Most longboard decks are made of pressed Canadian maple wood or bamboo, both of which are often mixed or coated with other materials, such as fiberglass or epoxy. It’s also possible that the board just has a core made from these materials. In recent years, materials such as ashwood, poplar and basswood are more frequently used.
As you may have already noticed, there is a wide variety of materials, shapes, lengths and widths, which all have different properties of course. Firstly, you should make sure that the width of the deck is adjusted to the size of your feet, to ensure a safe position on the board. The length of the deck should also have the right size to guarantee a comfortable position when standing on it. There are Longboards with and without Flex. Flex is a really nice thing for carving and cruising, but is less suitable for fast downhill runs for example.
To ease the selection in our shop, we use the three levels of Flex to help you make the right choice: “stiff”, “medium” and “flexy”. It is important to note that the Flex also depends on your weight. The heavier you are, the more the board will flex. For our categorization, we use the standard weight of 70-85 kg to indicate all relevant information. Some companies such as Loaded Longboards also offer various flex levels for different weight classes.
In Downhill skateboarding, speeds of up to 100 km/h and more can be achieved. Most trucks however tend to wobble already from about 50 km/h (known as speed-wobbles). Therefore, most downhill boards have a drop so the board sits closer to the ground than other boards, and thus prevents the board from wobbling. Here, only the nose and tail are raised, so that the wheelbase is closer to the ground. The pressure point of the rider on the board migrate below the truck turning point, so the board is much more stable at higher speeds. Due to the low center of gravity, taking narrow corners is easier. Mostly, such dropped decks are somewhat slower in steering, which is why many downhill riders choose for flex-free top-mount boards with a high concave – especially on routes with a lot of curves. These boards are often more agile than the dropped boards.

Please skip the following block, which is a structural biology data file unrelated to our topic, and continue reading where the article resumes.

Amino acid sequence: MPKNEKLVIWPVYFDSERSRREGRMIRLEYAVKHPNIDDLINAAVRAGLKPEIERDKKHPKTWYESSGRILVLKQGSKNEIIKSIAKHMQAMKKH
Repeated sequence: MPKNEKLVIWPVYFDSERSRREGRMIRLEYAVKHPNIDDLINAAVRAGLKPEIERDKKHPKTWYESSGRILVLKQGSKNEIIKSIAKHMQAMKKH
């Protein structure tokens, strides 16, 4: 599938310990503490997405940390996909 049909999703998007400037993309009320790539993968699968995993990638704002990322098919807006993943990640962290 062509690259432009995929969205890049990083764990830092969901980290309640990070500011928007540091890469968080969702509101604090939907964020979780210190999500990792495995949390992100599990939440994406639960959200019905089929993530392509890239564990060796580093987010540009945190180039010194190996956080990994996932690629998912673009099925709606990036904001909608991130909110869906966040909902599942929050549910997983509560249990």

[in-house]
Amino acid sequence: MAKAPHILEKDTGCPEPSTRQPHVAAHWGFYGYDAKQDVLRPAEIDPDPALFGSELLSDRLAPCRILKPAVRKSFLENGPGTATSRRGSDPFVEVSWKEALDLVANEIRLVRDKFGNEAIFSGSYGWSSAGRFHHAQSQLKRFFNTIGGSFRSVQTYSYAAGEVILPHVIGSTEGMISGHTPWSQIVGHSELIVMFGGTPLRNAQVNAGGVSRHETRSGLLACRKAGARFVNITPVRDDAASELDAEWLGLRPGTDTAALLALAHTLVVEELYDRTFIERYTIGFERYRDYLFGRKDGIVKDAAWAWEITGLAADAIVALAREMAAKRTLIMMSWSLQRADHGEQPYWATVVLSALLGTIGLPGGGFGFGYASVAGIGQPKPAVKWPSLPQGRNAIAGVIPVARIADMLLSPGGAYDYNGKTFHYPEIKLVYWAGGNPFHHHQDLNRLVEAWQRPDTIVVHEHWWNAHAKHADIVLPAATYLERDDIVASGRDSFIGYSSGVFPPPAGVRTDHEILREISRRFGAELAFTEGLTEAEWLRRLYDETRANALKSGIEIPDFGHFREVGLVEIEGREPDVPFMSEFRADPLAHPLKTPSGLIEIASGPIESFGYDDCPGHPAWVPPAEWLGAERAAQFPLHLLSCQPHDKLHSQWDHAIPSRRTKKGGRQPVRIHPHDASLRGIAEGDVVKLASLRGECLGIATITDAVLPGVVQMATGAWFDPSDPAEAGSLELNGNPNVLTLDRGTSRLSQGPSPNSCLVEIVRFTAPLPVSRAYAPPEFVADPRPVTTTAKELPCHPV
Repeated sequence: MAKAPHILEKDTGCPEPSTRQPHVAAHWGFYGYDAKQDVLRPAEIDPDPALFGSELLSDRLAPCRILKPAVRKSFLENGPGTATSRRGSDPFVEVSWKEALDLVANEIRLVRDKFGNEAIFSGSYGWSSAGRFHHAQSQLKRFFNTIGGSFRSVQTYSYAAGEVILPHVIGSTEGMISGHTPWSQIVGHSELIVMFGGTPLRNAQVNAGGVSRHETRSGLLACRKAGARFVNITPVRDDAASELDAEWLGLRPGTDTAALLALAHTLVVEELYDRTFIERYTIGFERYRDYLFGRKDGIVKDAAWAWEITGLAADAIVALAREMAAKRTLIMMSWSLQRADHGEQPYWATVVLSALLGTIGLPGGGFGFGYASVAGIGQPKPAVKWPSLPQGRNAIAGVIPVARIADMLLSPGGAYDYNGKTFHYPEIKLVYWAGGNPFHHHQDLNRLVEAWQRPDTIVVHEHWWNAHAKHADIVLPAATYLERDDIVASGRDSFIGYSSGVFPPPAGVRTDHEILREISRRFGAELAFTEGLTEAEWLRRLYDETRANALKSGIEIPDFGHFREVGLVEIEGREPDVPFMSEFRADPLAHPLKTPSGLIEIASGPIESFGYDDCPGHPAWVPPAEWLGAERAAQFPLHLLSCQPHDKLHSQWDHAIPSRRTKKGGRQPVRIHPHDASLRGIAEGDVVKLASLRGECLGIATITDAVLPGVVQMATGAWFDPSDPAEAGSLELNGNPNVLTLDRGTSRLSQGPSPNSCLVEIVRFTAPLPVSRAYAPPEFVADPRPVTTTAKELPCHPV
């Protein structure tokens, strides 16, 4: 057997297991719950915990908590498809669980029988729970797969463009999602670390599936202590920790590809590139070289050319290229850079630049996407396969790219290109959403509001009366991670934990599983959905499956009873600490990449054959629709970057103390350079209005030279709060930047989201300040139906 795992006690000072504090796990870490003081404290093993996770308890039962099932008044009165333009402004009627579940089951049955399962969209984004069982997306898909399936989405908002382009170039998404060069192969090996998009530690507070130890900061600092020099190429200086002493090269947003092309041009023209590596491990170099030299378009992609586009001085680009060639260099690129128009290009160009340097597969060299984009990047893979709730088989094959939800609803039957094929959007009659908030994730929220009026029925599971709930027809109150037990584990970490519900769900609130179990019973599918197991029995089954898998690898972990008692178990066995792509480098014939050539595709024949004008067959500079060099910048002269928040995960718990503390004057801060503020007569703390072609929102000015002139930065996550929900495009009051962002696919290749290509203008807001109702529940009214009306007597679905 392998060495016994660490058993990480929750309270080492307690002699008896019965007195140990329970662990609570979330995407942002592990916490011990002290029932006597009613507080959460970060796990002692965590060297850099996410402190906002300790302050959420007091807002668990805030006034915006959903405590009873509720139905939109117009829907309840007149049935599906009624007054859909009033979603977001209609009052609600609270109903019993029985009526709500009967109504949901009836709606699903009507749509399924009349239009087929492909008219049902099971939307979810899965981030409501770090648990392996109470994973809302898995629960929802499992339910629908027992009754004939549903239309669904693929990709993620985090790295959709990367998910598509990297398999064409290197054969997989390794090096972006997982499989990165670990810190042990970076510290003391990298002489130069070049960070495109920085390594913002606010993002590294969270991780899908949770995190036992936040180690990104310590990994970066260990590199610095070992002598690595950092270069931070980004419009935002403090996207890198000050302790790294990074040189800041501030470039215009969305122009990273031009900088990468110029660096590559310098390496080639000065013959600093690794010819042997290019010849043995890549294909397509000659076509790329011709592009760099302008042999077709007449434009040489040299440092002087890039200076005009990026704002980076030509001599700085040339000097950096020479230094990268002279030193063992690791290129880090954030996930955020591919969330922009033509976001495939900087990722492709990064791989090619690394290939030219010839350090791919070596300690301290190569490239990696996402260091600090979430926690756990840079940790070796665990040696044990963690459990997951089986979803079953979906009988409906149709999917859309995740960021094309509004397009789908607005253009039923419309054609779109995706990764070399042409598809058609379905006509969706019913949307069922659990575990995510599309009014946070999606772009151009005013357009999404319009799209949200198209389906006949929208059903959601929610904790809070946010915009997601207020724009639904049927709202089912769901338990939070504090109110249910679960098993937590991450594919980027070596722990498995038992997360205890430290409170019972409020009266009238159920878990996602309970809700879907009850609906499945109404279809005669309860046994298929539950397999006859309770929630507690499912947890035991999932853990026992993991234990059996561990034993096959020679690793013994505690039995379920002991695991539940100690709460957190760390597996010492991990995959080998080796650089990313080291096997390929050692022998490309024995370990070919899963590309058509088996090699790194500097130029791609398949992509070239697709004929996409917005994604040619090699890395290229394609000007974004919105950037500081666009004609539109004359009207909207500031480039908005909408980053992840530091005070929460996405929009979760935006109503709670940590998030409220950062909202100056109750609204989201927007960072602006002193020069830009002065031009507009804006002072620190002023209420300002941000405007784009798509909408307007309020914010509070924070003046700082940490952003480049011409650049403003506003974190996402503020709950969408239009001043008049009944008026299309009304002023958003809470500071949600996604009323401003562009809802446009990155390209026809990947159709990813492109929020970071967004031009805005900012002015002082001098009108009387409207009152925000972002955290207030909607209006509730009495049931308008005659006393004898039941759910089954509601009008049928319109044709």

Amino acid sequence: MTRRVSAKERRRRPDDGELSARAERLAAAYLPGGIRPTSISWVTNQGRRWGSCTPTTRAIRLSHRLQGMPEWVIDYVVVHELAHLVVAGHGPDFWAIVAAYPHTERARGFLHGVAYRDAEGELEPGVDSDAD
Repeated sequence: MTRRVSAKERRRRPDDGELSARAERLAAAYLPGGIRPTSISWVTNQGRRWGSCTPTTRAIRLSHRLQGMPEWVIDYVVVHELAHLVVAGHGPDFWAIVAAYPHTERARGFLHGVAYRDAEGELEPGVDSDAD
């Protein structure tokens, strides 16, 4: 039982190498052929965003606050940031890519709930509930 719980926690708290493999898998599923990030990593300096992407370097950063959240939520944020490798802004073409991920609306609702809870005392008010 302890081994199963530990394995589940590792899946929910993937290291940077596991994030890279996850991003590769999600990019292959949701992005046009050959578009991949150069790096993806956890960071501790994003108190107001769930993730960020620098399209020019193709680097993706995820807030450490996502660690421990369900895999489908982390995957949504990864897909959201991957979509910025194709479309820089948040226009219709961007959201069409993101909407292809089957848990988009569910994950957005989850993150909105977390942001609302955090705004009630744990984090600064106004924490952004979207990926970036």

In recent years, Freeride Longboarding established as an extremely popular discipline. Freeride decks are designed for speed, similar to downhill boards. However, you can also find models with a slight flex. Most freeride decks are twin-tips (symmetrical), so there is no clearly defined front and rear, which is a great advantage for slides. In addition, most freeride boards are designed as a drop-through board to facilitate sliding and that is why dropped boards often find themselves in the freeride world; because of their deeper position. Some freeride decks however do have nose- and tailkicks to make wheelies and shove-its possible.
Carving is not about reaching the highest possible speed, but rather to take deeper downhill turns. Carving decks are usually somewhat more flexible. In addition, some segments above the wheels are often slightly hollowed out or not even present (cutouts) to prevent the wheels from touching the board (wheelbite) and therefore prevent the associated horrible sudden stop. Carving decks often have a camber-profile, so the deck is slightly curved upwards, which supports the flex and provides better turn initiation. The layers are pre-tensioned so the deck really “springs” out of carves and gives a very surfy and snowboard-like feeling.
Cruising boards or cruisers are actually just extended skateboards, since they usually have a tail and some are also equipped with a nose. Ollies and airs are also possible in a limited context when using this deck. But the classic pintail shape remains the most popular shape for cruising boards.
Slalom boards are slightly shortened and typically have a length of 60-90cm, which is why the core scene often discussed whether they should be among the longboards or not. Especially for riders who only occasionally use the board, the slalom board is very popular because of its maneuverability and transport-friendly size.Shop Longboard Decks
Truck MountingThere are four different ways to attach Longboard Trucks:
- “Top Mount”: the standard installation from below.
- “Drop-Through”: With a drop-through or Drop Mount, the trucks are mounted on top of the board, which shifts the center of gravity and changes the steering behavior.
- “Dropped”: Longboards with a Dropped or Lowered” assembly have a downward center of gravity, making them more stable at higher speeds.